Chapter Twenty- Les Paul Experience

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I’d heard about the Les Paul Experience on Radio Milwaukee (my favorite local radio station).  I learned that the Waukesha County Museum housed a new exhibit in honor of the late great guitar innovator, Les Paul, as he’s from Waukesha.  Since my dad, Frank, is the kind of guy who plays and builds guitars, I thought it might be a fun reason for him to come visit.

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After finding free street parking on one of those 100 degree weather days, , we headed in to the museum and bought tickets.

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We headed upstairs to see the exhibit and were greeted by a very friendly-looking Les Paul cardboard cut out and great photo op.

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Here are my notes and impressions from the exhibit.  There’s no photography inside so this’ll have to do.  Les Paul was a modest, funny, charming and super-talented inventor.  I always thought he was just a guitarist, but oh man was I wrong.  He invented techniques for amplifying sound, gadgets and tools for playing, and was revolutionary in experimenting with multiple-track recording.  His song “Lover (When You’re Near Me)” in 1948 had eight overlapped guitar parts.  He also created voice layovers with his partner Mary Ford, which created an entirely different feel and sound to music.  This development was dubbed “The New Sound”.

To back up and give you an idea of what Les Paul was like creatively, at age 10 he biked down to a radio tower and had a technician teach him the secrets of radio waves.  He then went home and built his own Crystal Radio.  He played with the wooden panels in his home to study how sound changes depending on length of the wood.  At age 13, he was playing in a band at a BBQ stand, and after the show, and audience member passed him a note saying his guitar couldn’t be heard.  Thus was born the challenge to amplify sound.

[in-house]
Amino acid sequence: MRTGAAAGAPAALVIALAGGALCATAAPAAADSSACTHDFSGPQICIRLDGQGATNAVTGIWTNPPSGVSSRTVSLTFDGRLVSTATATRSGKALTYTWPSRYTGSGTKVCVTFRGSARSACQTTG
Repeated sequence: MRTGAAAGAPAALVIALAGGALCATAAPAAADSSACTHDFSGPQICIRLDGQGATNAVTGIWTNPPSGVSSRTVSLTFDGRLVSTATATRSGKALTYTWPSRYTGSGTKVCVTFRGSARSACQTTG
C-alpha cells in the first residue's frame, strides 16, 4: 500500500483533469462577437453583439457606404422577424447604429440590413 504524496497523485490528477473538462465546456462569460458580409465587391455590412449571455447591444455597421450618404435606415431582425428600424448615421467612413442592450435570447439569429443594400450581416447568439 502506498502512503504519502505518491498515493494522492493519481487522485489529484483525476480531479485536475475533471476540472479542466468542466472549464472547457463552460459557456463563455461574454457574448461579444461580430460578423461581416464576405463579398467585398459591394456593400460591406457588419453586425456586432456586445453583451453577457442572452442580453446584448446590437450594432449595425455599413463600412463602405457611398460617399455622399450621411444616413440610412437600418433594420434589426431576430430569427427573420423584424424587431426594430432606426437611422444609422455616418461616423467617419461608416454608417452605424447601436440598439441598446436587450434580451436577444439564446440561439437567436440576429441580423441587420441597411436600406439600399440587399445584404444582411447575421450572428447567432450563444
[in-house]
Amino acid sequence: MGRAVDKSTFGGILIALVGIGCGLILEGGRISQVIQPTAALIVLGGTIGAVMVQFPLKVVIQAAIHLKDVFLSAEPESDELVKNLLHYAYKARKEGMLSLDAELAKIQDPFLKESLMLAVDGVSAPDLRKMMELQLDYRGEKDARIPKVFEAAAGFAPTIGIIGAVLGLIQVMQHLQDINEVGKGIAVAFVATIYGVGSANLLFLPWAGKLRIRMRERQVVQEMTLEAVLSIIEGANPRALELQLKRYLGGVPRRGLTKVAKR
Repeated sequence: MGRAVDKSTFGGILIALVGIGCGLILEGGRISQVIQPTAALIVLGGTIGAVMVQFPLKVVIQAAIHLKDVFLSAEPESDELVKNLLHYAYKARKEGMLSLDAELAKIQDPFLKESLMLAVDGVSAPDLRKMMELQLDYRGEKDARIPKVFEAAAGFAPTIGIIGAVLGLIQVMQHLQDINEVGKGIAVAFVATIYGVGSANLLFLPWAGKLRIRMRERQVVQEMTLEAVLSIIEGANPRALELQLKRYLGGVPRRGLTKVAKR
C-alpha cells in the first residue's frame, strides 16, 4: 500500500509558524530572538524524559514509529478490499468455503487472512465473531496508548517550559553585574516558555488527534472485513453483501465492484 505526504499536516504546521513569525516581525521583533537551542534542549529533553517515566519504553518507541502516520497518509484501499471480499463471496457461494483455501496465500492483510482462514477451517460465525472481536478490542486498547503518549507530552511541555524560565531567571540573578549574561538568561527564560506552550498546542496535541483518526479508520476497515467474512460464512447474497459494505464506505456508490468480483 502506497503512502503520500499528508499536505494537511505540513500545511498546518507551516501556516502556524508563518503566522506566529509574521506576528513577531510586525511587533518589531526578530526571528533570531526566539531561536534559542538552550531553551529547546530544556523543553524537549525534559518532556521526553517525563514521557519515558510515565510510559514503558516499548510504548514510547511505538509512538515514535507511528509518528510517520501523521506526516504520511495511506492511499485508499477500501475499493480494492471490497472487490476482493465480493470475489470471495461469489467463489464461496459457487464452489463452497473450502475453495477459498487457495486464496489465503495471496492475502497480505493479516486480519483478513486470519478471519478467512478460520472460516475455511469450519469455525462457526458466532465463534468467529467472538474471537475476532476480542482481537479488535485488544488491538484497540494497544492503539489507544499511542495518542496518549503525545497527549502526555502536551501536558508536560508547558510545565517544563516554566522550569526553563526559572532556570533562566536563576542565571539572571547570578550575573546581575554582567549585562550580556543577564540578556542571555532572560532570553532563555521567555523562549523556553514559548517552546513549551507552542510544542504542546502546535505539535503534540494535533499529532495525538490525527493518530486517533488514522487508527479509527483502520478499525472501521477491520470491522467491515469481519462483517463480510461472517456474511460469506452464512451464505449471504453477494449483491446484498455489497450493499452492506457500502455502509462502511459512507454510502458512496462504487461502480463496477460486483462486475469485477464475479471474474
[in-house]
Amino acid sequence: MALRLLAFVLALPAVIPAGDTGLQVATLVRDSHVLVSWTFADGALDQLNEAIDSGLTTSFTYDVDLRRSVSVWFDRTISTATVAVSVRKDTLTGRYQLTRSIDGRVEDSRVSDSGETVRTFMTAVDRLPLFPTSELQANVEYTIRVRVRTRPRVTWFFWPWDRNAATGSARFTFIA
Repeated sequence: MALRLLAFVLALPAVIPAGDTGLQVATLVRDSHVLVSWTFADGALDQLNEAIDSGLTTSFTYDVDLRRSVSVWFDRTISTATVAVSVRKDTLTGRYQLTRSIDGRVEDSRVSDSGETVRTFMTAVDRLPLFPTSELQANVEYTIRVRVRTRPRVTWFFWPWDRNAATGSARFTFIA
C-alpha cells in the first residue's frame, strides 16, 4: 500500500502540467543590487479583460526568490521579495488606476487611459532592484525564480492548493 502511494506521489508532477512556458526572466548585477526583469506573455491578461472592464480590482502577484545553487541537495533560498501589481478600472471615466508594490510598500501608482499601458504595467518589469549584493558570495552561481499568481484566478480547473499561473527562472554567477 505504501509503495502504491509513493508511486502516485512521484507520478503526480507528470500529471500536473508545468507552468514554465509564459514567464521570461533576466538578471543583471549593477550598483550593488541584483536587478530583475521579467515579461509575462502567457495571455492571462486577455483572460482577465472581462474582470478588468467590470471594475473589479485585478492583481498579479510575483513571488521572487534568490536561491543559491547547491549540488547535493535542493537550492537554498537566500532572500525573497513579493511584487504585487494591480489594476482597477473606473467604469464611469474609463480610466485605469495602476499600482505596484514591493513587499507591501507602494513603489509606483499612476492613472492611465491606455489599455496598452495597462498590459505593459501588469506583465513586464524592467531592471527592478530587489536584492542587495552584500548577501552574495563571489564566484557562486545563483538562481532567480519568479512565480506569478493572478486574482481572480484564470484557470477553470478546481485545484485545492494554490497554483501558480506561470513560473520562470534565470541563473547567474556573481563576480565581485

Les Paul gave his mother credit for allowing him the freedom and encouragement to explore life.  Remind of of this when my kids are older and adventurous.  My favorite photo in the exhibit is from the early 1960s, Les is playing banjo at a dinner table with his mother.  He’s in a rocking chair, and a microphone is on a pillow surrounded by a few cans of Blatz beer.

In 1948, Les and Mary Ford (who married in ’49) were in a really bad car accident.  The story is told by some really neat comic book-looking artwork, and tells how Les was hurt very badly.  His right arm was basically shattered, so he built a guitar stand to accommodate his cast, allowing him to continue playing.  Now that’s determination!

The exhibit houses guitars, amplifiers, recording gear, a reel-to-reel tape machine from Bing Crosby (which he altered to create the ability to do multi-track recording), and some really cool acoustic wall panels.  Les hand-cut, stained, laquered and mounted the panels, which covered his studio walls, himself.  He said “If it didn’t exist, I had to invent it” about many things.

Speaking of quotes, my favorite of Les Paul’s are: “I don’t want to ever believe there’s anything radically different between me and the next guy”, and “It’s not finding perfection that I want.  It’s the chance to keep looking for it.”  The first I think describes how humble and determined Les was.  It really gave me a sense of the kind of person he was.  The second is a hopeful and progressive thought that I’d like to remember.

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Next we headed down to the second floor to test out the hands-on Les Paul Experience (totally geared towards kids).  Frank and I tested out and played with all of the tools for making sound.  It was a nice way to end our visit.

But wait!  It didn’t end there!  We very quickly breezed through parts of the museum, relating to Waukesha’s past.

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And not to overshadow Les Paul, the Wizard of Waukesha, but there were a few other inventions mentioned.  The automatic hat-tipper and chewing gum head fan were a few that stood out.

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Since the Waukesha Public Library is about two blocks away, my dad and I headed over there to see the Les Paul Performance Center.  It’s an outdoor stage with permanent seating and I’m sure it gets used for things other than father-daughter photos.

Anyway, check out the museum.  It’s worth the short drive to Waukesha.

See you next week!

A. Storm

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  1. jamie says:

    Amber, these are so awesome! Educational, and entertaining all at once. People are going to find out about this blog soon… keep it up!

    Reply

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